Each Perfect Gift
post written by Esther Filbrun
Title: Each Perfect Gift
Author: Alicia G. Ruggieri
Series: A Legacy of Grace, book #1
Major Themes: Christian Fiction, Depression-Era Stories, Faith, Forgiveness, Grace, Women’s Fiction
Synopsis: Now that Ben is a Christian, he wants to learn all he can about being Christ-like. But when the one girl he doesn’t want to see again appears in his life, claiming she’s pregnant with his child, can he do what Jesus wants him to?
I’ve only read three of Ruggieri’s books, but each one has been amazingly well developed and encouraging. Each Perfect Gift was a continuation of one of her earlier series, and I appreciated getting to be in that setting again—even though I’ve only read the first one in the previous series! I felt like I was given just enough information from that that I wasn’t left out completely, but not enough that the previous stories are completely spoiled for me (I’m hoping I can read them soon—I now have both of the books I haven’t read!).
This is Ben’s story. Just six months ago or so, he met Jesus as his personal Lord and Savior, and though life hasn’t been just fine and dandy since then, he is trying to learn as much as he can and follow Jesus’ leading in his life. He’s looking forward to proposing to his girlfriend at Christmas when suddenly, his former girlfriend from before he was saved crops up in his life again, claiming the baby she’s carrying is his. As a Christian now, Ben feels like he can’t run away from his own mistakes. He must face this…somehow. Will his girlfriend (and hopeful fiancée) understand? Will Annie find acceptance in the town, despite her (and Ben’s) obvious mistakes? Can Annie come to know the one and only true Savior, too, who can help her with the struggles she is facing now?
Each Perfect Gift isn’t your typical depression-era fiction, but I feel like it has a lot to offer for a wide range of readers. Those of us who haven’t come from the “rough side of the tracks” so to speak would find the theme of redemption here compelling—challenging. And those who may have had rougher upbringings would find this encouraging in the fact that the Lord can and does change lives—it may not be a clap of a thunderbolt, but He works in unseen ways in our hearts to draw us to Himself, and He knows exactly what each one of us needs in our spiritual lives.
This isn’t an easy story to read, but I never felt like the past was rubbed in my face. I appreciated that, because some books can make you feel like you need an inward shower afterward to recover—this one gives just enough detail you know what happened, but never enters the scenes themselves. It also deals with a lot of hard questions, like what does God really want us to do with our lives? How does He expect us to bring restitution where it’s needed? What are our responsibilities before Him?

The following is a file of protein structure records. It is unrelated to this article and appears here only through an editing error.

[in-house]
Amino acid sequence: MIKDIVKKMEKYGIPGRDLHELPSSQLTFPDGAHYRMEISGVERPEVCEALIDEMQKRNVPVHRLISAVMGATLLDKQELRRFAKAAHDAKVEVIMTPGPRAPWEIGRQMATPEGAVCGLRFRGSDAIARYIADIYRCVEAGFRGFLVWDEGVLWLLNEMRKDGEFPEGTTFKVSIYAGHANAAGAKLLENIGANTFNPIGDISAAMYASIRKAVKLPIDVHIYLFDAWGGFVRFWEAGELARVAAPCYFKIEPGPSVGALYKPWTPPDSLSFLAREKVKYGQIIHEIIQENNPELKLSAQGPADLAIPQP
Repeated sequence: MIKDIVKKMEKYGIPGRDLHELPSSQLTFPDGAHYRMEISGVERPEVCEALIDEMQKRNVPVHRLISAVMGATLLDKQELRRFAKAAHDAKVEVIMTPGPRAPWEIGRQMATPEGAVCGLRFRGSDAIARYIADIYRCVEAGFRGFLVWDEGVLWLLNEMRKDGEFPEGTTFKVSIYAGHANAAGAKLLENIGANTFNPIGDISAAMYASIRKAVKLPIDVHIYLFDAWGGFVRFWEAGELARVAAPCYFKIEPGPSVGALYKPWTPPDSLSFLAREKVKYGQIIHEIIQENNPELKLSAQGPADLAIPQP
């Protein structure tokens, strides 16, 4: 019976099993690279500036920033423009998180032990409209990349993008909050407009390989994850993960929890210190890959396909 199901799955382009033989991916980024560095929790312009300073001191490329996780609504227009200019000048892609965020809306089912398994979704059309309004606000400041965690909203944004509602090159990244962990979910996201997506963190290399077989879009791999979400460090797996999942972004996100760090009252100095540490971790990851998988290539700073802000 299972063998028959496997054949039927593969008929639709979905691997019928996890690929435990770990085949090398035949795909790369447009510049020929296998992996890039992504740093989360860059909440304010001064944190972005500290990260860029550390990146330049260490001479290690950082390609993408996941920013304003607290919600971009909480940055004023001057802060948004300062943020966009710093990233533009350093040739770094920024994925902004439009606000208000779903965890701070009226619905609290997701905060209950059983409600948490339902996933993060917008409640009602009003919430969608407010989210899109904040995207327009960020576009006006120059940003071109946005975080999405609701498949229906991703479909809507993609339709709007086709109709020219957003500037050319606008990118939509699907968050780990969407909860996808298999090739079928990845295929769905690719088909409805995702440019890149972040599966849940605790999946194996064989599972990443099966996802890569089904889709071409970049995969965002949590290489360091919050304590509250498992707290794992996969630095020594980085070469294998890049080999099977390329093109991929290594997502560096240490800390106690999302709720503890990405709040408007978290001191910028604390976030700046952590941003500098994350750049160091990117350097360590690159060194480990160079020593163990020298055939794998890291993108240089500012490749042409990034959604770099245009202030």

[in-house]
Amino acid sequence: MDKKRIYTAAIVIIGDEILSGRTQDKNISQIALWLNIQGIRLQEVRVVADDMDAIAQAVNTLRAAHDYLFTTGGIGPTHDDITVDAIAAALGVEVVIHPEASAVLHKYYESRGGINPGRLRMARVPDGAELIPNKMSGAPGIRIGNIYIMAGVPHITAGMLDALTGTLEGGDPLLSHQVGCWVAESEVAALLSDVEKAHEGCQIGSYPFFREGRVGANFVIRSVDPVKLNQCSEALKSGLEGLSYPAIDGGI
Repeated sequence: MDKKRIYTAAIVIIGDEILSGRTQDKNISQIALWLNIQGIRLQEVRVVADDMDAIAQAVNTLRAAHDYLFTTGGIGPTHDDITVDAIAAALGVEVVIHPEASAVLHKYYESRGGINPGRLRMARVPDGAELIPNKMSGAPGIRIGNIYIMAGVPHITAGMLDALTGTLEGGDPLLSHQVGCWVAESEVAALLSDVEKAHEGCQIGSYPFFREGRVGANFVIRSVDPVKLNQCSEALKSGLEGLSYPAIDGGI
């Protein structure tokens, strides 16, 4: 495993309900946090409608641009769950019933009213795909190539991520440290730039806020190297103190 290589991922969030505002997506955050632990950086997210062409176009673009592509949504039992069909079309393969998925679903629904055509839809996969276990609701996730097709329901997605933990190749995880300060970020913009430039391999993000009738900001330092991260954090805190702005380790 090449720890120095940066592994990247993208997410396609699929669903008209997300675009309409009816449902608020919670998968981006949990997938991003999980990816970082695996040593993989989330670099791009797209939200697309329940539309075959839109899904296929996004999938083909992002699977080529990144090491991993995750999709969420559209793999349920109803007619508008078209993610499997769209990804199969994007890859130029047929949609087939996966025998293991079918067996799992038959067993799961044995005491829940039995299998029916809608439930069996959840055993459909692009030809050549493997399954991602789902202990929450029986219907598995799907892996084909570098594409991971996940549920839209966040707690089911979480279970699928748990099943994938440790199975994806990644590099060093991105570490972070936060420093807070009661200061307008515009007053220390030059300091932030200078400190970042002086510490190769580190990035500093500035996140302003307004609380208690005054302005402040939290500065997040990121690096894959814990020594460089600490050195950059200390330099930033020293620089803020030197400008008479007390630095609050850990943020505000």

If you’re looking for a sweet, yet inspirational read, I’d recommend you check out Each Perfect Gift. As with last time, I was blown away with the writing quality and storyline, and can’t wait to read the next book I have from Ruggieri!
I requested a free review copy of this book, and this is my honest opinion of it.
WARNING: This book is not one for younger reasons. The results of sin are told—although in as clean of a manner as possible—but there are still mentions of a couple of main characters’ past lives, which may make it unsuitable for some.
One of the main characters in here is a single woman who is pregnant (with a few details about the pregnancy here and there), and multiple times through the beginning chapters, she is tempted to or told she should abort her baby. Drinking and smoking are alluded to at different times. Mentions of affairs (references to the past) also appear regularly throughout the story.
Chapter 1 has a nightmare with someone being attacked and choked and someone else being hurt. A woman tempts a man and they kiss, and someone says “sheesh-louise”. Chapter 2 mentions stealing. In ch. 6 a woman lies, and the phrase “like the di—s” is used. In ch. 8, a man remembers what it was like to touch and kiss a woman, and takes a woman’s hand. In ch. 9, a woman remembers being hit by a man, and a man thinks that a way out could be to drown himself. In ch. 13, a woman lies, and an unmarried couple touch each other. There is lying again in ch. 14, and in ch. 15 and 16, an unmarried couple takes hands again. In ch. 18, an unmarried couple touch again—the man trying to comfort the woman. In ch. 19, a man kisses a woman’s forehead after she has an emergency surgery. In ch. 20, a woman thinks about what she might have to do to support her children. In ch. 22, an unmarried couple hug. The word “h—k” is used in ch. 2, 3, 16, 18 (twice). The word “goodness” is used in ch. 9, and the word “d—n” is used in ch. 17.
Reading Independently—Ages 15 and Above, Adults
Links to buy this book:
Keywords: Faith, Forgiveness, Grace, Christian Fiction, Historical Fiction, Romance, US History 1900-1950, North America, Books for Women